Waiting for history: Desire for multicultural history courses

Waiting for history: Desire for multicultural history courses

History has nearly always been my favorite subject. Those lessons of the past aid our understanding of the future, and advocate for making better decisions and adhering to the common phrase of ‘learning from your mistakes’.
It was this love for the subject that became a principal part of my decision to take AP World History (WHAP) in my sophomore year.

“[History puts] in[to] perspective [the] different interactions of people, it help[s] us build a better place.”

— Karissa Venditti

I was enthralled with the multicultural, global stories and context that WHAP wove together, and I found myself wanting another AP history course. However, my options were scant: AP U.S. History and AP European History.
While I have nothing against either US or European history, I was disappointed to see a distinct lack of Asian, African, or South American history curricula. This gap seemed nearly ironic, considering the first civilizations were indeed formed in Mesopotamia, a part of the Asian continent. However, this gap is not simply coincidental. It is the result of a lack of student interest and conflicts with district requirements.
“You can make anything work if there’s an interest,” WHAP and AP European History teacher Karissa Venditti said. “But you’ve got to have more than just two or three students that’d be like, ‘Yeah, I’d take that.’”
In discussing history curriculums, we need to take into account how the district standards for graduation affect a student’s desire to enroll in a course. In terms of social studies, the requirements are World Geography or World History, U.S. history, U.S. government, and finally, Economics. Thus, for a student attempting to fill all of the graduation requirements, there is little room left for a specialized history course.
“That is part of the challenge,” Social Studies Department Head Liesl Patteson said. “If it doesn’t align well, then someone has to count it as an elective class. That makes fewer people choose it.”
Even if students were able to carve out space in their schedules for an elective history course, a question remains of whether or not they would be willing or interested in taking such a course. Particularly if it is at an AP level.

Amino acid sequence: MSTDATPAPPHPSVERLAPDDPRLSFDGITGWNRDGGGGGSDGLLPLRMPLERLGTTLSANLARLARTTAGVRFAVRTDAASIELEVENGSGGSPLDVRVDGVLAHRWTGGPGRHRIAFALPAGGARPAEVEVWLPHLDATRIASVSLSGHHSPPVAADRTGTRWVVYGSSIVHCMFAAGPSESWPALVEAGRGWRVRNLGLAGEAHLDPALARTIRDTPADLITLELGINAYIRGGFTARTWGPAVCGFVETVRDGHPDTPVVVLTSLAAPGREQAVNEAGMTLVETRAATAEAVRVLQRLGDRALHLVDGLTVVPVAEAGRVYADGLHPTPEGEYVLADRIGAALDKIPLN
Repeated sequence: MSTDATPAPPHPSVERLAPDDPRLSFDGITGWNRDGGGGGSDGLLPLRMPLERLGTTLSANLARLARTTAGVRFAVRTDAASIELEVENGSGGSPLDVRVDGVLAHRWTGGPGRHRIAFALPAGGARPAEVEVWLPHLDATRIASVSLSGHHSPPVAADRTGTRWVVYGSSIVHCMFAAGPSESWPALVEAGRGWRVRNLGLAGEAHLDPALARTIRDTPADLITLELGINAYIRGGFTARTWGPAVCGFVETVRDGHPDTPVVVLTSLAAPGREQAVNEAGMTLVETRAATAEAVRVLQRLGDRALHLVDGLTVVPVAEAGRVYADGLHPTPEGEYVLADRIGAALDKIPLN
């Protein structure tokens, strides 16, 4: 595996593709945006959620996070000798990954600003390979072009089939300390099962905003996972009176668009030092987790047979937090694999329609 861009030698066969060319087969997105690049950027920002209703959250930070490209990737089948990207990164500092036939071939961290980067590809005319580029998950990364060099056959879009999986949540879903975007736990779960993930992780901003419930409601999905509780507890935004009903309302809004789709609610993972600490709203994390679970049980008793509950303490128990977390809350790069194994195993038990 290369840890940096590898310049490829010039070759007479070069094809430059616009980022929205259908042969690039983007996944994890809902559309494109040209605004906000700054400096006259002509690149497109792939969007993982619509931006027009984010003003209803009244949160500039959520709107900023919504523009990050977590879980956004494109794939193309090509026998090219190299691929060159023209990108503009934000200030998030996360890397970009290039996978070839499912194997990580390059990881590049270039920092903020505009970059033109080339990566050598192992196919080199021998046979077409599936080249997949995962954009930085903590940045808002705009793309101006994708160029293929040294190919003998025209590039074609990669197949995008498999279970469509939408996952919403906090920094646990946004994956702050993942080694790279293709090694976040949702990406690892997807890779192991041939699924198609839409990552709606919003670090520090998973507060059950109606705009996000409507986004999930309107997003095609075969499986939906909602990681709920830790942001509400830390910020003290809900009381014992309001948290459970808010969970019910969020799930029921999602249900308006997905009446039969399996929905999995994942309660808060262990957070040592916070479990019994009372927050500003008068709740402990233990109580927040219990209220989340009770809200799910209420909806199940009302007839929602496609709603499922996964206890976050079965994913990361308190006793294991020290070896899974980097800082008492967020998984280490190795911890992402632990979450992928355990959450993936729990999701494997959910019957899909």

“AP History [classes], they’re hard. Just because they’re an elective, doesn’t mean they’re easy,” Venditti said. “Just because my [AP European History] class is a lot of fun, doesn’t make it always easy.”
For students who already fill their schedules with AP curriculums, or even students who don’t, tacking on another AP elective is a daunting task. Since students are hesitant to worsen their existing workload, interest declines.
However, despite these contingencies, the hope for more multicultural history classes is not dead. In fact, the AP College Board is currently piloting an AP African History course at select schools. Additionally, opportunities such as the IB program, ACC dual credit classes, and foreign language courses offer an alternative for students seeking this type of curriculum.
Also, the success of AP European History has become a beacon of hope for those vying for more specialized history courses.
“I mean, [AP European History] has grown from eight kids, to 40,” Venditti said. “It grows every year, so I’m really proud of that class. And I love to teach [it].”
Seeing this amazing growth in interest sparks hope that perhaps, eventually, the histories of other regions will garner the same attention that European history currently does: courses that serve as comprehensive opportunities to explore the stories behind the many colorful and unique cultures of the world will finally be implemented.

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About the Contributor
Julia Bychowski
Julia Bychowski, Editor
Julia Bychowski is a junior and is so excited to be News Editor on the Voice. Aside from writing, Julia enjoys listening to true crime podcasts, hanging out with her friends, and reading trashy fantasy books. Julia is also a member of Model UN, Debate, UIL Academics, and has been playing the cello for almost five years.  

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